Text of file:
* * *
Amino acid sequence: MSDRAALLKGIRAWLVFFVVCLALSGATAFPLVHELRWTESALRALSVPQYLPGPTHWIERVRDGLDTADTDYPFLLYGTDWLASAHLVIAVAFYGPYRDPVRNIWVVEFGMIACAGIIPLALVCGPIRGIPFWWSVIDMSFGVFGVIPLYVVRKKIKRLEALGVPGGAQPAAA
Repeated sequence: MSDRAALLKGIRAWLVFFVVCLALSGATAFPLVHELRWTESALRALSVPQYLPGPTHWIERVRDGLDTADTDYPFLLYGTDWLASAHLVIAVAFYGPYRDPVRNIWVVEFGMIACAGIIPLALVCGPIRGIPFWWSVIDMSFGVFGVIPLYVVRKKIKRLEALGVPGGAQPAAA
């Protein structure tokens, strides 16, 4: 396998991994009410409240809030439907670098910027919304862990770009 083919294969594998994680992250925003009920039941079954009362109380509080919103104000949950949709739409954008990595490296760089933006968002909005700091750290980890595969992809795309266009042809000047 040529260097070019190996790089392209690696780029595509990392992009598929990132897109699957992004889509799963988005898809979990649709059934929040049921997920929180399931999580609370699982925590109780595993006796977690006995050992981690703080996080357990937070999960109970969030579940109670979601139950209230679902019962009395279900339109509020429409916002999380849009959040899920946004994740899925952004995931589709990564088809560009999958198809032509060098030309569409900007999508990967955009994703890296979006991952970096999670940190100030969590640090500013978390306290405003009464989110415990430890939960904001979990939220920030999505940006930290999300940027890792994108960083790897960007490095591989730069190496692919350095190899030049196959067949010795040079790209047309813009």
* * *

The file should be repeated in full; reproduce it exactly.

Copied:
Amino acid sequence: MSDRAALLKGIRAWLVFFVVCLALSGATAFPLVHELRWTESALRALSVPQYLPGPTHWIERVRDGLDTADTDYPFLLYGTDWLASAHLVIAVAFYGPYRDPVRNIWVVEFGMIACAGIIPLALVCGPIRGIPFWWSVIDMSFGVFGVIPLYVVRKKIKRLEALGVPGGAQPAAA
Repeated sequence: MSDRAALLKGIRAWLVFFVVCLALSGATAFPLVHELRWTESALRALSVPQYLPGPTHWIERVRDGLDTADTDYPFLLYGTDWLASAHLVIAVAFYGPYRDPVRNIWVVEFGMIACAGIIPLALVCGPIRGIPFWWSVIDMSFGVFGVIPLYVVRKKIKRLEALGVPGGAQPAAA
């Protein structure tokens, strides 16, 4: 396998991994009410409240809030439907670098910027919304862990770009 083919294969594998994680992250925003009920039941079954009362109380509080919103104000949950949709739409954008990595490296760089933006968002909005700091750290980890595969992809795309266009042809000047 040529260097070019190996790089392209690696780029595509990392992009598929990132897109699957992004889509799963988005898809979990649709059934929040049921997920929180399931999580609370699982925590109780595993006796977690006995050992981690703080996080357990937070999960109970969030579940109670979601139950209230679902019962009395279900339109509020429409916002999380849009959040899920946004994740899925952004995931589709990564088809560009999958198809032509060098030309569409900007999508990967955009994703890296979006991952970096999670940190100030969590640090500013978390306290405003009464989110415990430890939960904001979990939220920030999505940006930290999300940027890792994108960083790897960007490095591989730069190496692919350095190899030049196959067949010795040079790209047309813009």